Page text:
I could simply just rave about how Friday night’s performance by the Joe Lovano Quartet ranks among the top shows in my memory in the SFJB Concert Series. Yet a particular thought often came to mind during the concert: how grateful I am that I had college roommates who helped me develop an appreciation for jazz.
Lovano’s quartet played a range of tunes, almost like a jazz survey. While bop lay under most of it, there were ballads, a touch of more free form jazz and even a bossa nova/samba feel. Whether it was Lovano’s own compositions or tunes by Thad Jones, John Coltrane and even Ornette Coleman (generally outside the bop stream), this was a tight quartet of truly gifted musicians. (Lovano, in fact, has two Grammy nominations for Kids, a live duet performance with Mel Jones.) Yet it is largely by chance that I came to learn about jazz.
During my last two years of college most of my roommates in the large house we shared were music majors and jazz aficionados. We ended up rooming together because of a mutual friend who also lived in the house. I will always remember something that happened one of the first days in that house. I put an album on the stereo, Silk Degrees as I recall. It was immediately greeted with howls of “What!?!” and “Who put that on ?!?” Minutes later my jazz education began.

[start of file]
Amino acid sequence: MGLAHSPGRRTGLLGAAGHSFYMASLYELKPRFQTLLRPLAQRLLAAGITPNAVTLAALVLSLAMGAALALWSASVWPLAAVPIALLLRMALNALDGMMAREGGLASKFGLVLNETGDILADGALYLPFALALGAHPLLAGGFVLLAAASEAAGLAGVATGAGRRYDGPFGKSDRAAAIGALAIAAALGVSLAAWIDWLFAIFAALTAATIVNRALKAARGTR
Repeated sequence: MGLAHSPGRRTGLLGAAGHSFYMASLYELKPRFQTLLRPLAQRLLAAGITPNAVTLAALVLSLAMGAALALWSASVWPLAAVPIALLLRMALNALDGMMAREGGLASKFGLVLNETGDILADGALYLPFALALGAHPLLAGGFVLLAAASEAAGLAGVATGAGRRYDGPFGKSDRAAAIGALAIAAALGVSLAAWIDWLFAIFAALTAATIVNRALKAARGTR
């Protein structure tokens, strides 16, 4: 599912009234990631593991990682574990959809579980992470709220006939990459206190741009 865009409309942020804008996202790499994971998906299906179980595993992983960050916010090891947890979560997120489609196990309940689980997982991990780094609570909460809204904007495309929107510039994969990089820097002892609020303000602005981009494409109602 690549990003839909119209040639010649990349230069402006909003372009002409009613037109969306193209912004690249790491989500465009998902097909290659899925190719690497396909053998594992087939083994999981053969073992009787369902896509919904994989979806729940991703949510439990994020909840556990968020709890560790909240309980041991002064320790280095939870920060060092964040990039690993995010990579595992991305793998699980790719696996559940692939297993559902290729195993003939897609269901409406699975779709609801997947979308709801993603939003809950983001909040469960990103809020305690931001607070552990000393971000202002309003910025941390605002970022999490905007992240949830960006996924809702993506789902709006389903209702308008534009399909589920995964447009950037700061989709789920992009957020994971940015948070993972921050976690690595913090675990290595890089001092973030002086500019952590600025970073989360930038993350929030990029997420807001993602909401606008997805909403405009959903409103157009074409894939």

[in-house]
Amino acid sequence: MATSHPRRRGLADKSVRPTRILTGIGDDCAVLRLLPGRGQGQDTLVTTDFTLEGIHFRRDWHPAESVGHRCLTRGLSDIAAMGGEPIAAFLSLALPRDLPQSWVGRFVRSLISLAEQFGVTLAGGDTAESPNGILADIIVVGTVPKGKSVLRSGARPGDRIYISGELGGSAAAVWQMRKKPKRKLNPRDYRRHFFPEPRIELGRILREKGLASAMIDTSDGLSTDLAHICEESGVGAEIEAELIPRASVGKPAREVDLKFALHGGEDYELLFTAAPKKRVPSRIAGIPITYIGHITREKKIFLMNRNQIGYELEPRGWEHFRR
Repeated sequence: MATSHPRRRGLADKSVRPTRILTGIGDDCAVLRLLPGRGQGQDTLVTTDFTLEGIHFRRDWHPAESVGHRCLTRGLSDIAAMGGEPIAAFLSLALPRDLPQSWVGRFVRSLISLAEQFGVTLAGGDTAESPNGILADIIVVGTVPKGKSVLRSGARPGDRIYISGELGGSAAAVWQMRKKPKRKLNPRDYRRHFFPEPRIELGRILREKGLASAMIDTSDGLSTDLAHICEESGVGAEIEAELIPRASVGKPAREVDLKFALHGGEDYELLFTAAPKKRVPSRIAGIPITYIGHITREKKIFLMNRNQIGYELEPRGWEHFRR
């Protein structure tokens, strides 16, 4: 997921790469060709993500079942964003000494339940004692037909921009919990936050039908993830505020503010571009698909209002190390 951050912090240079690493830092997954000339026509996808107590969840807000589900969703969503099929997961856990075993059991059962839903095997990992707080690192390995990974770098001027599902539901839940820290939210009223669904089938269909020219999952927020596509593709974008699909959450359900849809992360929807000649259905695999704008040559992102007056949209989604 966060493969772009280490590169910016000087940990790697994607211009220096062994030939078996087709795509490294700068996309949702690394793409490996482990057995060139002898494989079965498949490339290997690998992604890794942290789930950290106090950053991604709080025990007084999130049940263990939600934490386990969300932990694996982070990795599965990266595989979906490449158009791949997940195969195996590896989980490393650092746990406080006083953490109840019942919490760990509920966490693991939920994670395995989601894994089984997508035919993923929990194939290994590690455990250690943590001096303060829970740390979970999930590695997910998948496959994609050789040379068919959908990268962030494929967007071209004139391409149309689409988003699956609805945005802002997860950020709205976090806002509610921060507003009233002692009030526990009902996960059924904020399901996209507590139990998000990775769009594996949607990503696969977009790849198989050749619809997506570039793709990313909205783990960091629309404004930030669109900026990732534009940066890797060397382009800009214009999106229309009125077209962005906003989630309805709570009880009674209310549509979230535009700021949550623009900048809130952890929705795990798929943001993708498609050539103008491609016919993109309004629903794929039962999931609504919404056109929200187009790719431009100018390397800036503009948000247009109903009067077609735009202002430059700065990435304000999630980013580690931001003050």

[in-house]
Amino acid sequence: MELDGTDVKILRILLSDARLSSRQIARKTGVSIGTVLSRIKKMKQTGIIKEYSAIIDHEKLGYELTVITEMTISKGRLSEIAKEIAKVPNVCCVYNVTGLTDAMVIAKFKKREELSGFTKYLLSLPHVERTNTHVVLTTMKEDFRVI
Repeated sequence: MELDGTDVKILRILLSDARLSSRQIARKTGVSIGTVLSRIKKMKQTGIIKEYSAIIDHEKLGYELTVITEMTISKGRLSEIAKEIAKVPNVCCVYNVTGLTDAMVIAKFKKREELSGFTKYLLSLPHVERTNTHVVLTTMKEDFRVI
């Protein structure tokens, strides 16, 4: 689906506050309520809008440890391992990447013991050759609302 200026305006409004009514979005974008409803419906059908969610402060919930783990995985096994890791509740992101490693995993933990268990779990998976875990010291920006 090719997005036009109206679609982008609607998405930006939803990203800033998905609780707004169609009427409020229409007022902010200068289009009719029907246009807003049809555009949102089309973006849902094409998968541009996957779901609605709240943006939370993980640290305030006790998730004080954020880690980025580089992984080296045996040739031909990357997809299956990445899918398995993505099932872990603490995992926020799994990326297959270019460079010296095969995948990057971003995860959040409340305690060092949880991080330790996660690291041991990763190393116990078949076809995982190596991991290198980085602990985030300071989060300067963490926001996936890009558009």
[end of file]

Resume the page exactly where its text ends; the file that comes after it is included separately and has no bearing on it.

I don’t recall the exact album that was almost immediately put on in place of my selection. It may have been Kind of Blue but I know it was jazz. Now you don’t have to be a hardcore jazz head to appreciate Kind of Blue. But over the course of the next two years I listened to — and learned to enjoy — artists as diverse as Miles, Coltrane, Don Ellis, Woody Herman, Wayne Shorter and Rahsaan Roland Kirk, to name a handful. The range was from straightforward jazz to fusion (to which I’d had some exposure) to the free jazz sounds of artists like Coleman, Sun Ra and Eric Dolphy. While I disliked free jazz, I could only learn from the depth and breadth of my virtually daily exposure over those two years (we probably could have opened a record store with the albums we had among us).
This was not as force fed as it may sound. I had the advantage of living with people who didn’t hesitate to point out what they liked, what they disliked and, more important, why. It didn’t take long at all for me to realize I had been unaware of some astounding music. I soon developed an affinity for bop and West Coast jazz. Because Lovano and his quartet excelled at some of what I like best about jazz as a whole and the bop idiom, I couldn’t help but think back to those days as the performance left me enthralled.
Like many, I can’t really describe what it is that draws me into jazz. In fact, I remain convinced that when my roommates and I listened to a jazz album, we weren’t hearing the same thing. I recall an envious feeling that they heard something different, something deeper and richer. Be that as it may, that two year “education” broadened my music horizon and meant decades of great listening pleasure for me. So I owe a great debt to all those guys. I never would have imagined the happenstance that made us roommates would reverberate musically for three decades.
[I]t bugs me when people try to analyze jazz as an intellectual theorem. It’s not. It’s feeling.
Bill Evans, Down Beat (Dec. 8, 1960)